employed by KBR are lucrative; many receive double or triple
the income they received before being employed by KBR.
KBR is a force multiplier that also has become the core of
fuel operations in the Iraqi theater of operations. During OIF 05–07, a Kuwaiti contractor, Jassim Transport
and Stevedoring Company, pushed fuel from the Kuwaiti Oil Refinery
to the Cedar fuel farm, and KBR received, operated, dispensed,
and distributed the fuel to 13 forward operating bases (FOBs)
in the Iraqi theater of operations. KBR used commercial fuel
tankers and Government-furnished equipment to deliver the fuel.
The KBR-Jassim arrangement worked well while I was there—most
of the time. However, Jassim’s 8,000-gallon fuel tankers
sometimes arrived at the Cedar fuel farm with a fuel meter
reading 1,500 gallons less than the tanker’s capacity.
How could that be? Fuel expansion and contraction do not logically
account for such a large discrepancy. Perhaps a faulty meter
was the culprit. Or perhaps some of the fuel that was seeping
out of the tankers was lining the pockets of pilferers.
There are several ways to get a handle on the fuel accountability
problem. If a faulty fuel meter is to blame for the discrepancies,
it should be replaced with a fuel meter designed to withstand
rough terrain, harsh weather conditions, and the rigors of
a combat zone. If pilferage is a problem, contracts for fuel
delivery should stipulate that payment will be based on the
number of gallons of fuel delivered to a destination.
KBR’s fuel tankers, like Jassim’s, have a capacity
of 8,000 gallons. The capacity of most Army fuel tankers is
5,000 gallons. This means that it takes two Army fuel tankers
to haul the same quantity of fuel moved by one KBR fuel tanker.
The Army should consider equipping its petroleum truck companies
with 8,000-gallon fuel tankers (or 7,500-gallon M1062 tankers)
to reduce the number of trucks needed to transport fuel on
the hazardous main supply routes in Iraq. The 5,000-gallon
fuel tankers should be used only at the organizational support
KBR tanker holds 8,000 gallons.
The enemy exploited the vulnerability of CSS convoys until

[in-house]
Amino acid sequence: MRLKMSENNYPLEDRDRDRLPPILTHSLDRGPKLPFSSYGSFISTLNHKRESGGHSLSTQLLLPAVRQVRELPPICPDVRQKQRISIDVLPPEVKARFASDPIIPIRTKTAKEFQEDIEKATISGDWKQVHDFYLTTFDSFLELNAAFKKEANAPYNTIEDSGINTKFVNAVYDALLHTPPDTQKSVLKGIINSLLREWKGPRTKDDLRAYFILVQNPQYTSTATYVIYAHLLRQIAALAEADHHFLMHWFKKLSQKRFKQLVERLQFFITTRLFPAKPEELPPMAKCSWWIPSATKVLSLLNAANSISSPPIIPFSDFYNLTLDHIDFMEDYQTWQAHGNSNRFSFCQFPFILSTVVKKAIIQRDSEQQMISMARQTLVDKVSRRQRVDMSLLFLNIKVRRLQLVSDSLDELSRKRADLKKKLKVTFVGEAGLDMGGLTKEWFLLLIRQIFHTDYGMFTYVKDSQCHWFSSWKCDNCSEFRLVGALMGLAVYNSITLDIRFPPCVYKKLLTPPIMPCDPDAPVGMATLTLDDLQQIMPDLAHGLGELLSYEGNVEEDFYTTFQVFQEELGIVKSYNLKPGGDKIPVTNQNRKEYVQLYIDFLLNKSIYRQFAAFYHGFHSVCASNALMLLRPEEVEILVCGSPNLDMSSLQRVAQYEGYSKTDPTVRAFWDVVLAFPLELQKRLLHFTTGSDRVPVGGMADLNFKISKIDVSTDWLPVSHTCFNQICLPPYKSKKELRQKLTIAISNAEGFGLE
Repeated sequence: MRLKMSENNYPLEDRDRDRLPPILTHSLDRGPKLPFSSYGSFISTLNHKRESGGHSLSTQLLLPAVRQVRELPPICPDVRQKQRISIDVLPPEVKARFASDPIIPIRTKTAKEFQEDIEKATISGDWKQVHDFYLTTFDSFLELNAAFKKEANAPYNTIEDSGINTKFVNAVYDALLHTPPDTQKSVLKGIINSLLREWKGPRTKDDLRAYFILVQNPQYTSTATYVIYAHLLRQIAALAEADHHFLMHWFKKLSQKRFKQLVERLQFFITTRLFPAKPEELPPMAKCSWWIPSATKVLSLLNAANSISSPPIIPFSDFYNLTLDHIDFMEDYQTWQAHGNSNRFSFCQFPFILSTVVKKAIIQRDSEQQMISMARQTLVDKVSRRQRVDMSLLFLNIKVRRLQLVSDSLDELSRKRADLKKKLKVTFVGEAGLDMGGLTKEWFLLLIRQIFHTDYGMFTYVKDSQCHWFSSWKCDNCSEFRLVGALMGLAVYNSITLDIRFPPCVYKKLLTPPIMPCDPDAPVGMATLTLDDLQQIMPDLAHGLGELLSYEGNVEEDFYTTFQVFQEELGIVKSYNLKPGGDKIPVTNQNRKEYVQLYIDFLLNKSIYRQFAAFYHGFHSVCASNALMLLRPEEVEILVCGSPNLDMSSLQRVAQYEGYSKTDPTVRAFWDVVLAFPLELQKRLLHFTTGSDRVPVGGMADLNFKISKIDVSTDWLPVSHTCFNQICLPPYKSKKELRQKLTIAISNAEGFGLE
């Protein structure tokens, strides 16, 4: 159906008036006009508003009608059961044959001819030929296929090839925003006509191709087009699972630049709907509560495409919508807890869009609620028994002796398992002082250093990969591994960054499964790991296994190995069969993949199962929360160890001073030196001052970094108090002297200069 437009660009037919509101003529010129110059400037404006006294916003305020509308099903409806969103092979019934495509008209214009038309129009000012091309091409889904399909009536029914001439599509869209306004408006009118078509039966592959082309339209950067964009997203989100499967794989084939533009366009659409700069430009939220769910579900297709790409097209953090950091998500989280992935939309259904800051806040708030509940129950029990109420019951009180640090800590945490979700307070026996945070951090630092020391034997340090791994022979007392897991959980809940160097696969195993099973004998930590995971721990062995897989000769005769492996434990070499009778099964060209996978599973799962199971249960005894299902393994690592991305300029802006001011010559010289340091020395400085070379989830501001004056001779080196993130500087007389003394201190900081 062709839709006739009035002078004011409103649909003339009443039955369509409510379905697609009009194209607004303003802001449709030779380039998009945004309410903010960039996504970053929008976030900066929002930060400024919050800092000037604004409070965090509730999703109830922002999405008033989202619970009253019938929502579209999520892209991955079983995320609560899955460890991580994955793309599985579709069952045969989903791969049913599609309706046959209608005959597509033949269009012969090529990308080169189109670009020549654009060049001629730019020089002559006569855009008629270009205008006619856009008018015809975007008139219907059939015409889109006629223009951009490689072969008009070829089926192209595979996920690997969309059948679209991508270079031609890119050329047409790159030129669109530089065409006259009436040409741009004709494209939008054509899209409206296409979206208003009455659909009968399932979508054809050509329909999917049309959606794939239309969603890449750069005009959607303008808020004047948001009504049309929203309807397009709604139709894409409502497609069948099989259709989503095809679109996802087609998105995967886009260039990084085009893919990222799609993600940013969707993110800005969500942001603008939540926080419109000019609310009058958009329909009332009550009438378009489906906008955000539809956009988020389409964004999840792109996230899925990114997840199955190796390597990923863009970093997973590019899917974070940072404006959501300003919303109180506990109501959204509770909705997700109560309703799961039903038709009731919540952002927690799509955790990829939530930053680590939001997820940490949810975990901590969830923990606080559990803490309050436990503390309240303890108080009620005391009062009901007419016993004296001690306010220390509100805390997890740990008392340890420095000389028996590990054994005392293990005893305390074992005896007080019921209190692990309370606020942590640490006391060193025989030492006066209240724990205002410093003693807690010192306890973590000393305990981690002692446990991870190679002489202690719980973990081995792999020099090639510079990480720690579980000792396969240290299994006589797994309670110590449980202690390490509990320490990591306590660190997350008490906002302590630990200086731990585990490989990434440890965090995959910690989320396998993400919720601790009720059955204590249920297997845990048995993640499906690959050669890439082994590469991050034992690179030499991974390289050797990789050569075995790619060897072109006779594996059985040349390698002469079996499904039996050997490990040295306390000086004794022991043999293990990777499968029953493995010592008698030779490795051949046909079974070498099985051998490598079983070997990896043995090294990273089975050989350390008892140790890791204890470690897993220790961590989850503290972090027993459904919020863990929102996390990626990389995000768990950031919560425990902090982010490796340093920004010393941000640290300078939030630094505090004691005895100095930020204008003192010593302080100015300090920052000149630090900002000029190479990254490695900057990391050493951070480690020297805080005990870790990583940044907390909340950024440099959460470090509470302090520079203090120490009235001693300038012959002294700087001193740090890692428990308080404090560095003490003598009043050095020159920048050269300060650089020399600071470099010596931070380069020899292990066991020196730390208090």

the emergence of the CPPs and other convoy-protection devices.
Fuel convoys hauling fuel from the Cedar fuel farm were composed
recovery tractors, and accompanying CPPs. The ratio of CPPs
to cargo trucks was 1 to 10. That ratio sometimes changed,
depending on the prevailing threat level. During line hauls,
the CPPs dropped off tankers at their destination and then
escorted waiting backhauls on the return trip. The dropped-off
tankers downloaded and waited for the arrival of the next CPP
for their backhaul trip.
Occasionally, the lengthy waiting time for a returning convoy
drew command attention, and CPPs were detailed to the backhaul.
The logical question is, “Why didn’t each convoy
have dedicated CPPs?” The answer is that there were
not enough CPPs to go around. Maybe the Army needs to resource
and develop CPP platoons and task-organize fuel tanker companies
with CPP platoons. An alternative solution might be to have
each CSG exercise operational control of a
battalion-sized CPP organization. The 48th BCT, which provided
CPPs for convoy missions, was under the operational control
of the 3d Corps Support Command and lacked the flexibility
to satisfy the 16th CSG’s CPP daily fuel movement requirements.
The 16th CSG, like other CSGs, improvised to bridge the CPP
support gap by cross-leveling Soldiers from other military
occupational specialties to perform the CPP mission.
In Iraq, hauling fuel by road will remain the norm for the
foreseeable future, which means that convoys will continue
to be targets. Therefore, the time to make changes and incorporate
CPP elements into the CSG formation is now.
bridge, built by Soldiers of the 16th CSG, permits
safe fuel transfer to skid-mounted tanks.
Fuel Forecast Tool
A locally developed, Excel-based fuel chart served as the 16th CSG’s 96-hour
fuel forecasting tool. The forecast was based simply on the sum of the quantity
of fuel on hand plus the projected quantity of fuel to be received minus consumption
(using the previous quarter’s 96-hour average). The Excel chart was helpful,
but its utility diminished over time because of the following factors—
The reality of inherent discrepancies in programmed versus actual fuel issues or receipts.
A stale quarterly consumption factor that did not reflect recent surges in demand or near-term events.
Erratic arrival of fuel on the programmed date because of the unavailability of CPPs, border-crossing issues, or vehicle mechanical problems.
Murky procedures for accounting for fuel tankers uploaded at the Cedar fuel farm. KBR tankers uploaded fuel 24 hours before mission date, while the Army tankers uploaded fuel after receiving the mission to keep tankers in ready status.
“Missing” tankers. When the Jassim trucks scheduled to transport the Kuwait-to-Cedar fuel push failed to make the mission,
they were annotated as “missing” on the Excel chart. Missing tankers had 4 days to complete the mission. After 4 days, another fuel tanker was tasked with